DENVER (CBS4) – It’s a May that many won’t soon forget, especially in southeast Colorado.

One year ago the region was gripped by a multi-year drought that created conditions similar to those of the Dust Bowl in the 1930s.

A hay fire in La Junta during Sept. 2014. (credit: La Junta Fire Dept.)

A hay fire in La Junta during Sept. 2014. (credit: La Junta Fire Dept.)

Grass fires were becoming a common scene and widespread dust storms were a frequent visitor.

One year later it’s a completely different story after a month of record rain essentially wiped out the drought.

Drought conditions across Colorado near the end of May 2014. (credit: Drought.gov)

Drought conditions across Colorado near the end of May 2014. (credit: Drought.gov)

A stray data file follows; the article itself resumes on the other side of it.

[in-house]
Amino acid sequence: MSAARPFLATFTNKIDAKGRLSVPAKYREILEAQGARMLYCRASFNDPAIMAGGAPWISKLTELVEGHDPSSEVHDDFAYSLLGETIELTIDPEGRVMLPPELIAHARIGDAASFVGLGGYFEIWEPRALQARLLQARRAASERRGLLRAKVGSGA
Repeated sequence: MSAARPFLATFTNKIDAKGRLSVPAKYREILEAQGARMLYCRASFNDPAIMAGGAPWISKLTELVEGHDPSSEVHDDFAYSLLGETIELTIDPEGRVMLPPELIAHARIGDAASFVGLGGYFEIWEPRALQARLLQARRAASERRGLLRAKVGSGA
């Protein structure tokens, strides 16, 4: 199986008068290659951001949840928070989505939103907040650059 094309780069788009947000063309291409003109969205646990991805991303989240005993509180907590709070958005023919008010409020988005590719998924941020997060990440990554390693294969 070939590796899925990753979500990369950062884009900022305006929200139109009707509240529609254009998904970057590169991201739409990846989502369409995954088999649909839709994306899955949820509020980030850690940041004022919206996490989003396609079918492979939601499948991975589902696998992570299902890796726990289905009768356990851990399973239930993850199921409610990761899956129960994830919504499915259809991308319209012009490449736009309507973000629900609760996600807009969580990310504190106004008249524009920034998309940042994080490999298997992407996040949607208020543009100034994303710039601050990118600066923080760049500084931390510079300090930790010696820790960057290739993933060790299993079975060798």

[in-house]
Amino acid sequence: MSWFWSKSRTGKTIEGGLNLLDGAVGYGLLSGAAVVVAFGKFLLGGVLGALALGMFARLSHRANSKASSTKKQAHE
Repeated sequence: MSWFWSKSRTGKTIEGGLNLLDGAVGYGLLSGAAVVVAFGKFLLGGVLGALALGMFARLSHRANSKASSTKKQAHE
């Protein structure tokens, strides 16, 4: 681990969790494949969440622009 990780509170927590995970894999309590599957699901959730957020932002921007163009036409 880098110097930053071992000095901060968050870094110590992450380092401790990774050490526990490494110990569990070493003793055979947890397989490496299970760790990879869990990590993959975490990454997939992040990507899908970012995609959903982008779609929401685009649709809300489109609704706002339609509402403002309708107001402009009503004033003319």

Drought conditions across Colorado near the end of May 2015. (credit: Drought.gov)

Drought conditions across Colorado near the end of May 2015. (credit: Drought.gov)

Many of the major reporting stations in southeast Colorado have received record May moisture.

But of particular note is Colorado Springs with 8.13 inches of water as of May 29.

Not only is 2015 now the wettest May for the city but it’s also the wettest month since records began in Nov. 1894.

Some places in and around Colorado Springs have seen even higher totals.

The good news has come at the expense of occasional flooding that has resulted in some property damage both in the Colorado Springs vicinity and along the Arkansas River.

But water storage at local reservoirs is higher than it has been in years and that is great news for recreation and agriculture.

The National Weather Service office in Pueblo has created a detailed report of the rain’s impact.

NOAA’s Climate Prediction Center is calling for the wet conditions to potentially last well into the summer across the region.

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